Every once in a while a game comes along that is so massivley hyped, so eagerly awaited, that it's hard to know where to start. In Diablo 3's case, let's start with the good stuff before we consider why it might not be the awesome game everyone was hoping it would be.
The first thing that is apparent is that when Blizzard made this action-RPG they put the emphasis on the action bit. Fights, of which there are naturally many, never look less than impressive, and a pleasing array of special powers for each of the five main chartacter types provide plenty of reply value as you try to find the perfect combo. There is a tendency, though, to just choose the one or two abilities that you know kick ass and forget the rest, but forced experimentation can really pay dividends.
At its best, Diablo 3 bears a strong resemblance to the anarchical, manic and addictive gameplay of the old arcade classic Gauntlet, when, especially playing with friends, it's as fun and exciting a gaming experience as PC owners have had for a long time. It's worth pointing out, also, the exceedingly easy method for drop-in co-op play that comes with D3. Finding friends and games is easy, which is at least one online component that works well.
Mentioning online components that don't work so well is a good lead-in to some of the niggles that are present in this title. Actually, niggles might not be a strong enough word for the ridiculous screw-up that greeted Diablo 3's launch as thousands of gamers were unable to connect to the internet to play, er, the single-player game. This is, to be frank, an incredibly stupid idea, and one whose security arguments don't really hold water. The Diablo 3 single-player is an important part of the packlage, and to not be able to play it unless connected to the interweb is a major bone of contention.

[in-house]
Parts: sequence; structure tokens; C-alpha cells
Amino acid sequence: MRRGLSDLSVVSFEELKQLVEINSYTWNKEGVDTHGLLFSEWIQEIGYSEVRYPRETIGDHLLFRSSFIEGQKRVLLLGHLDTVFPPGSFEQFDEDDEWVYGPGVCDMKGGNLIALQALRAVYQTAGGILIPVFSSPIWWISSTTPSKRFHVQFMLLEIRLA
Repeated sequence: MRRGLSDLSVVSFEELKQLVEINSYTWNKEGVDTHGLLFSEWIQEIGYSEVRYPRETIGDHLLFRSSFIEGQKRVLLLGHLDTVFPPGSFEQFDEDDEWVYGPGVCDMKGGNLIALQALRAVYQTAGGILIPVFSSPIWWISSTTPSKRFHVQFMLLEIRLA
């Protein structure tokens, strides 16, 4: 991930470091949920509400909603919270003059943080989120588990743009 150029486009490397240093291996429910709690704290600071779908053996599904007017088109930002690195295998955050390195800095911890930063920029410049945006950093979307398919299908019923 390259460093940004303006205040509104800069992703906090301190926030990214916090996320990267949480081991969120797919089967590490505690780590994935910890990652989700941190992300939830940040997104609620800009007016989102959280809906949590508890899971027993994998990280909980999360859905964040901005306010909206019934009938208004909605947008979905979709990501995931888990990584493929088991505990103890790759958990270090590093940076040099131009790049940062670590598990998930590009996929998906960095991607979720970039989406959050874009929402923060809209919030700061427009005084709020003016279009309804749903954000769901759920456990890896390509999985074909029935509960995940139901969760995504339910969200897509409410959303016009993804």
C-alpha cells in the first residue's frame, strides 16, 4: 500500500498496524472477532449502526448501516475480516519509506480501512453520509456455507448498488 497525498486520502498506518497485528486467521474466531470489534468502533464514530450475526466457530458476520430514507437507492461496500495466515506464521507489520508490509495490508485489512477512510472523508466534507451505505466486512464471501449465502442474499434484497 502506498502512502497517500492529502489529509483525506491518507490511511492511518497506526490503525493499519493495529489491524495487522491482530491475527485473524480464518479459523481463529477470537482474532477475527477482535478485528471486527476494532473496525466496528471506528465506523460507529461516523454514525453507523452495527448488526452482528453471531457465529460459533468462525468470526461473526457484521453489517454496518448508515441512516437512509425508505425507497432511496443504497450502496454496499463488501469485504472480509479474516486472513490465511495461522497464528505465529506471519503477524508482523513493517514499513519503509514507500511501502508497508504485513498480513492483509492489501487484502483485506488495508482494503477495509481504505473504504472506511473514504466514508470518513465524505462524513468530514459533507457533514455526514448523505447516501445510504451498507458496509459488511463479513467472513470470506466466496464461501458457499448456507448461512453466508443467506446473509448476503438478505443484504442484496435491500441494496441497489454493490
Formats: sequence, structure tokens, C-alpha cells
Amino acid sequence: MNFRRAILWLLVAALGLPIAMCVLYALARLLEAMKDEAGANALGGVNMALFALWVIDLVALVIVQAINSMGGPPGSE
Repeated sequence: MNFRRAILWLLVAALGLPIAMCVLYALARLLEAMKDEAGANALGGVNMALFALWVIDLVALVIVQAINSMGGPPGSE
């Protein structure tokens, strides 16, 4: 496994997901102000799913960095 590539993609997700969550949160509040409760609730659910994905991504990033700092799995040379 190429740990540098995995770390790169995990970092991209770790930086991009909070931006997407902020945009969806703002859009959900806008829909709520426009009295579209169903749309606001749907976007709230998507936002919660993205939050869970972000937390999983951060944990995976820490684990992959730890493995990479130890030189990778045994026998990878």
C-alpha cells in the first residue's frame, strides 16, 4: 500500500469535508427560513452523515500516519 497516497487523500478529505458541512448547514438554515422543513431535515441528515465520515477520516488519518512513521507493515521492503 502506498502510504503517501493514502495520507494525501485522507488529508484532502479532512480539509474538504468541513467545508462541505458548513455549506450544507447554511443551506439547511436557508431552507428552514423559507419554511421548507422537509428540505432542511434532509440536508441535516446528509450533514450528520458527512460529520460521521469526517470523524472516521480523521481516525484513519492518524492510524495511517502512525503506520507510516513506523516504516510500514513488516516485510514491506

Another kinda dumb thing in the game seems to be the auction house, a place where you can spend either in-game or real world currency to buy and sell large amounts of loot. Introducing real money to virtual economies always seesm like a bad idea to me, and with reports of player accounts being hacked I fear my feelings were correct. not only that but it's easy to feel a bit cheated when the stuff you can buy in the auction house is vastly superior to the loot that you collect as you adventure.
But despite the connection issues, the bad vibe from the auction house and a plot that makes no sense what-so-ever, there's a lot of fun to be had here. However, for a game to be in development so long and to be released in a broken condition in important respects, is less than impressive.